Gulf of Sidra

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The Gulf of Sidra is a body of water off the coast of Libya, part of the Mediterranean Sea. It is sometimes called the Gulf of Sirte.

In 1973, citing historical sovereignty, Muammar al-Gaddafi claimed the Gulf as part of Libyan territorial waters, but this claim has not been recognized by most countries, including the United States. In the 80s, the US Navy held several naval exercises there, enforcing the international nature of the Gulf. This led to several confrontations between US and Libyan forces, including two small aerial battles in 1981 and 1989 (known as the Gulf of Sidra Incidents) and Operation Prairie Fire in 1986. [1]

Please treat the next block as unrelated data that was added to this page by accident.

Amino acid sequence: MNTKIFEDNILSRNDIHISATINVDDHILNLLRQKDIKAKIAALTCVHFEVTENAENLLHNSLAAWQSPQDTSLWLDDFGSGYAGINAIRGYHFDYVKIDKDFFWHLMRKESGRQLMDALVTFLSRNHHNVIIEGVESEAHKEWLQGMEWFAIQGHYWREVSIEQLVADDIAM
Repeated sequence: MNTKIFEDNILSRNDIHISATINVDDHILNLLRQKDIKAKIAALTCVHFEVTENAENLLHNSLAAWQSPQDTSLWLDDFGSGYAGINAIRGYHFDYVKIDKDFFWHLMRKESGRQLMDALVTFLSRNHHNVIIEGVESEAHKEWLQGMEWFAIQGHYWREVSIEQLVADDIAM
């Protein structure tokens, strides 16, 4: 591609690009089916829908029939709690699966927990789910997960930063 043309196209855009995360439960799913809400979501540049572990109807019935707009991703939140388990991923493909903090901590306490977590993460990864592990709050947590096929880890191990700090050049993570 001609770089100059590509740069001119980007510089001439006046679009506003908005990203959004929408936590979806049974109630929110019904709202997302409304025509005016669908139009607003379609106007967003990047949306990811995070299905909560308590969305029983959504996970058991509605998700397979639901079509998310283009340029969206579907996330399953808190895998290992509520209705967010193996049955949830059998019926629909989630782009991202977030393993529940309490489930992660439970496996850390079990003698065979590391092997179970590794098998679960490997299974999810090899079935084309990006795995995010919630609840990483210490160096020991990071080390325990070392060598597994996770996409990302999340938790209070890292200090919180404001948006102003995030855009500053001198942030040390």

The Gulf of Sidra is known for its large populations of bluefin tuna and is thought to be one of the last areas of the Mediterranean where the fish are still common, after decades of overfishing elsewhere.[2]

References

  1. Significant Events in U.S.-Libyan Relations
  2. The Global Fish Crisis: Still Waters at National Geographic

Further Reading

  • El Dorado Canyon: Reagan’s Undeclared War with Qaddafi, by Joseph T. Stanik, Naval Institute Press, 2003
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